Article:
Shock of the new
The future is not all about computers – batteries and how they are handled are crucial
W“The electric revolution is amping up for prime movers, too”
ith automotive advancement, society’s gaze has been on autonomous vehicles and that is understandable. Computers have been in people’s vehicles and part of their lives to a growing extent for decades now and the promise of driverless automation has pushed past the science fi ction into facts on the ground, albeit as working proposals.
Even when Tesla’s fi rst car arrived with an outsized digital screen in the dash, it was accepted as a natural progression, given the popularity of tablet personal devices – just as the fi rst screens were echoes of mobile phones.
What more primitive life form would be without such things at its fi ngertips? And why wouldn’t future generations plug themselves into their vehicles if that means a more profound and, one hopes, safer experience?
Speaking of plugging in, advances in electric propulsion has been running in parallel with computers, though the demands of physics have proved more difficult to overcome than the high-powered data crunching enabled by ever-shrinking computers – that said, peta- data storage still requires heft y infrastructure, as Amazon Web Services’ 40-foot container-sized Snowmobile, which we reported on in December and January, showed.
It must be acknowledged that pure battery-powered vehicles have more than a century of history but have failed to entirely convince on a personal, let alone business, level.
Weight, up-front cost, charging time and, especially, range have been the major obstacles but the tilt at overcoming them is edging closer than ever to a tipping point.
How close that point is will be defi ned in no small part by Kings Transport’s use of SAE Electric’s vehicles, just as Toll’s experiment a few years back with the UK fi rm Smith’s 10-tonne rigid in 2013 showed how much further on all levels such vehicles needed to go.
It will help SEA’s push that the fi rm shares many of the people involved with Smith and that will be aided by the advice of Kings, so the vans and smalland medium-rigids have commercial customer input.
SEA’s view is that its comparable vehicles will out-perform the Smith truck by about a third on most important measures.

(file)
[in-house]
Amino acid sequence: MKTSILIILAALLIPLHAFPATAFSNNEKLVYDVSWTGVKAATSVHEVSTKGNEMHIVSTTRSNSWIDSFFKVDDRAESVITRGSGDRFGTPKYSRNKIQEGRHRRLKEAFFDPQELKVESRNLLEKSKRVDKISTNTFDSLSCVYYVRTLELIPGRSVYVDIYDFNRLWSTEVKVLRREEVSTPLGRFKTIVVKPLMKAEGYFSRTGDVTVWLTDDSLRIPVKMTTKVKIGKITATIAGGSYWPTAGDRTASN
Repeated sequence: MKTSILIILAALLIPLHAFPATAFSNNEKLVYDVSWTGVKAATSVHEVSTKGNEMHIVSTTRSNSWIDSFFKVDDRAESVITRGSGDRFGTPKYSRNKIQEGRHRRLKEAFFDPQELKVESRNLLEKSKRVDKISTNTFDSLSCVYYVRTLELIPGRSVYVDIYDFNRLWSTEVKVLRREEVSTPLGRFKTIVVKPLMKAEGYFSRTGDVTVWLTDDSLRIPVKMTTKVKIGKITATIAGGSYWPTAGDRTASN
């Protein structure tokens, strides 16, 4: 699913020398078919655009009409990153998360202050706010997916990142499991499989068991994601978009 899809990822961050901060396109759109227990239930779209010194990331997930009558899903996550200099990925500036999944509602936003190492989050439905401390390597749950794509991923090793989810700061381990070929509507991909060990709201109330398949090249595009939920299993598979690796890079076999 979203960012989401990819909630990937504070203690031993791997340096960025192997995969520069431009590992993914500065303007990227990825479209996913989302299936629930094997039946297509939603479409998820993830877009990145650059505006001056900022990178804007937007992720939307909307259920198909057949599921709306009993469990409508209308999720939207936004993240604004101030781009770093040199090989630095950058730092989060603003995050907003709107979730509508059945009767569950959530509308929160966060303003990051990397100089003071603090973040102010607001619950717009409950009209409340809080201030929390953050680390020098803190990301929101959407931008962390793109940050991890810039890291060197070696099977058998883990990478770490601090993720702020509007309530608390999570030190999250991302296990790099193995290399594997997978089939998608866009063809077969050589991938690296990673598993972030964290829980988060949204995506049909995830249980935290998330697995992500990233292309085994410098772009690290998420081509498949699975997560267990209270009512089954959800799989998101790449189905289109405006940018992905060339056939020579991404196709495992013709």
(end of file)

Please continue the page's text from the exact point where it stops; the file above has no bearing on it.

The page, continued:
Kings believes it has the routes and tasks to make the test a success on its terms.
These terms are limited by range, an issue international express operator DHL says gave it headaches when using Renault electric delivery vans in Sydney, where 100km over up to four hours on the road was found to be restrictive due to that city’s sprawl.
With King’s SEAs in Melbourne service, an extra 80km-plus over the Sydney distance will come in handy.
Beyond what big-banger buffs view as vehicular white-goods, the electric revolution is amping up for prime movers, too.
Those with diesel coursing through their veins will have need of their obviously strong constitutions if, as seems likely, line-haul- capable prime movers start gaining momentum in the northern hemisphere.
This edition of ATN contains a detailed examination of what may be confronting the US market with Tesla’s Semi. Readers can be forgiven for taking large capsules of salt when reading such analysis, given that so much is supposition and the reality looks so far off.
It’s difficult, too, to see how the infrastructure needed to make the Semi or the Nikola One a business proposition in this country in a hurry.
After all, if it does prove a hit in the northern half of the world, the manufacturers will be fl at out catering for their own backyard.
And the supporting infrastructure is crucial, as the proponents of gas propulsion are only too aware.
Whatever Tesla and others actually come up with, writer Randy Carlson’s examination of the likely design of chassis, battery handling, both in vehicle and out, power choices and possible cost quotients make for fascinating, thoughtprovoking reading.